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Go Back   SailNet Community > Skills and Seamanship > Learning to Sail > Dinghy Heave to question?
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Thread: Dinghy Heave to question? Reply to Thread
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Topic Review (Newest First)
10-24-2012 10:26 AM
SchwarckT
Re: Dinghy Heave to question?

Here's a good explanation of heaving-to:

How to Heave To - Heave-to a Sailboat

My 15' centerboard boat doesn't really heave to very well, but my '22 has a shoal keel/centerboard and heaves to very easily.
10-17-2012 11:14 PM
W3ODF
Re: Dinghy Heave to question?

Hey all, thanks for the great comments! Yes the dinghy, an O'Day Widgeon, has a jib. Glad I consulted first rather than doing it the other day (because it was gusty and I had a passenger).
10-15-2012 03:15 PM
Barquito
Re: Dinghy Heave to question?

Some call it safety position. On some cat-rigged boats, you can let the sheet out most of the way, heel the boat to leeward, and put the tiller to leeward.

Quote:
* Capsize. Not as crazy as it sounds.
I love that! I wouldn't have thought of that. Use your boat as a sea anchor. OTOH, if there is lightning in the area, you may not want to be in the water.
10-15-2012 01:28 PM
nolatom
Re: Dinghy Heave to question?

you have a jib on that dinghy? Hard to heave-to without one.

I see the kids in the Flying Scots doing it all the time between races. If you're waiting around for whatever reason, it's much easier on the sails to have them filled (mostly) than luffing, and easier on the people to not have to keep steering all the time.

The Scots, though, are pretty stable for a centerboarder. Agree it's a light-air thing unless you have a keelboat.
10-14-2012 02:29 PM
pdqaltair
Re: Dinghy Heave to question?

Heaving to can be an excellent way to capsize a small dingy on a gusty day. It is NOT a strong weather technique applicable to unbalasted boats. It works with a keel boat because they will lean but not capsize. Also, it only makes sense when sail has been reduced.

That said, on a no-wind day it can be an excellent way to park and eat a sandwich. Simply tack without releasing the jib, let the main out a bit once you are through, and then when the boat is nearly stopped, push the tiller away and leave it down (the boat will not tack as it is going too slow and the jib is backed). The exact steps and angles depend on the boat.

_______________

FYI, there are generally only 3 ways to ride out a bad thunderstorm in a small boat:
* Get on a close reach, sheet the jib in tight and the traveler all the way down and feather. Move only enough to steer. The sails, particularly the main, will flog a bit.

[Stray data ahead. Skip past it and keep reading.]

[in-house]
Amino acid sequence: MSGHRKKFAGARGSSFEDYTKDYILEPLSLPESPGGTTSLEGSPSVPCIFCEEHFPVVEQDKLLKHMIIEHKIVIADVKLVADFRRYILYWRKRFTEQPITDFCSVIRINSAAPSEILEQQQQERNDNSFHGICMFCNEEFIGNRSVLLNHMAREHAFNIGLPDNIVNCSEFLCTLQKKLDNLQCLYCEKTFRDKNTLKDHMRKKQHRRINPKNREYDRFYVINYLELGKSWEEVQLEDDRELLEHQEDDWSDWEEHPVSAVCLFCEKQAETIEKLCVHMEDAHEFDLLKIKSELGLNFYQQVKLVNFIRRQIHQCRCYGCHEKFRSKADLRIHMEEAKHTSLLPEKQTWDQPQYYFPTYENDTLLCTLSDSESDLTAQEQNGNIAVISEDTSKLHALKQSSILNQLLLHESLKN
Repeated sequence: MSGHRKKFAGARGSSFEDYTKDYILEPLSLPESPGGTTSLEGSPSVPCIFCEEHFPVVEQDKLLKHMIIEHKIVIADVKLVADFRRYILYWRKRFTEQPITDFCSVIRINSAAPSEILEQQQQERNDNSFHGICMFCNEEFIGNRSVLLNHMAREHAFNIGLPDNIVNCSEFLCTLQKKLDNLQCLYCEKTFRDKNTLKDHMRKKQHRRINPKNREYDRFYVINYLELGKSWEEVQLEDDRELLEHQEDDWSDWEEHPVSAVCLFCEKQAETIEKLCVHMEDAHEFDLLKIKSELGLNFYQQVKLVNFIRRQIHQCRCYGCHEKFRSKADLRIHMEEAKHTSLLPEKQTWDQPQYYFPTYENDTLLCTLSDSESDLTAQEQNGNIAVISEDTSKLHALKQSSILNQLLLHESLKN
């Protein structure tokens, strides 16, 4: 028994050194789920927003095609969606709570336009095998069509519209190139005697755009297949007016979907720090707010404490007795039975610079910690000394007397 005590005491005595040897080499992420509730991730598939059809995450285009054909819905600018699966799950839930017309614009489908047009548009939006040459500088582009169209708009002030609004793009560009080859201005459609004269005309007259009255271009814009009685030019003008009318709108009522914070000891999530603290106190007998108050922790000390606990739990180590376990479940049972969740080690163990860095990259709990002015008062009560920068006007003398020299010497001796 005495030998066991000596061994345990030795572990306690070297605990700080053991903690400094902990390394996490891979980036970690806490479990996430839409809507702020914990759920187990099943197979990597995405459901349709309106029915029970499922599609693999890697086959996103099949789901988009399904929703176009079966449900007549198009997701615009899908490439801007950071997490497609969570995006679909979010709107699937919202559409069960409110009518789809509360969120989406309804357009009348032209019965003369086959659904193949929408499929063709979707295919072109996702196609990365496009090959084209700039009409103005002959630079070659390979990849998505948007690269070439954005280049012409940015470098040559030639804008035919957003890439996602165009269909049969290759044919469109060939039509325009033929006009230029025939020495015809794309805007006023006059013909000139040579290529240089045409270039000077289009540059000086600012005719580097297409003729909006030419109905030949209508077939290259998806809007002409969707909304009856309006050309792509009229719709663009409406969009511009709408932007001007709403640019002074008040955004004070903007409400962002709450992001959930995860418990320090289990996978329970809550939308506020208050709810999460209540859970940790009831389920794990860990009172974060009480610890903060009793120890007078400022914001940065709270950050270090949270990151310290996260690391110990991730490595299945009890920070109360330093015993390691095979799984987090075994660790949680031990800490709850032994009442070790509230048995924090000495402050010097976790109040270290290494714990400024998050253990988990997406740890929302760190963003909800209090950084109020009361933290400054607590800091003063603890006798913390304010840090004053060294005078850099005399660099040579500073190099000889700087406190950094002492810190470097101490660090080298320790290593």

* Take everything down and point down wind.
* Capsize. Not as crazy as it sounds. Just wait until the storm passes (don't try to right her during the storm) and pop her back up. This will also slow your drift. I did this intentionally during one particularly bad hail storm. I was being driven somewhere I didn't want to go (extensive concrete docks and a jetty) and that stopped the drift. This assumes you have strong righting skills.
10-14-2012 12:48 PM
floridajaxsailor
yes

Of course you can~ you can heave to in any boat w sails

When I was an instructor we use to teach the method a bit~ further, I even taught backwards sailing to the fun-minded, wiser more careful students

Though, for obvious reasons, they want to keep things simple in sailing schools as it also can be dangerous in high winds or coming out of the maneuver, thus for safety reasons and with all the lawyers in this country...

I'm not sure where you took your sailing lessons

Just like anything amid dinghy sailing go out and try in a light wind!- you won't kill yourself~ well let's hope
not... just wear a life jacket after completing some thorough reading on the techniques- as there are some great resources right here on the Internet regarding sailing

good luck
~JD
10-14-2012 11:59 AM
W3ODF
Dinghy Heave to question?

Is it possible to heave to in a 12' centerboard dinghy?

The reason I ask is because its something I have never done and when I have been to sailing schools the instructors seem reluctant to do as well (not sure why?). So I have this practice dinghy that I have been putting considerable time and effort into before i look for a bigger boat and I want to try to heave to. Mind you I don't think I'd try to ride out storm conditions in a light boat this size.

All info appreciated.

 
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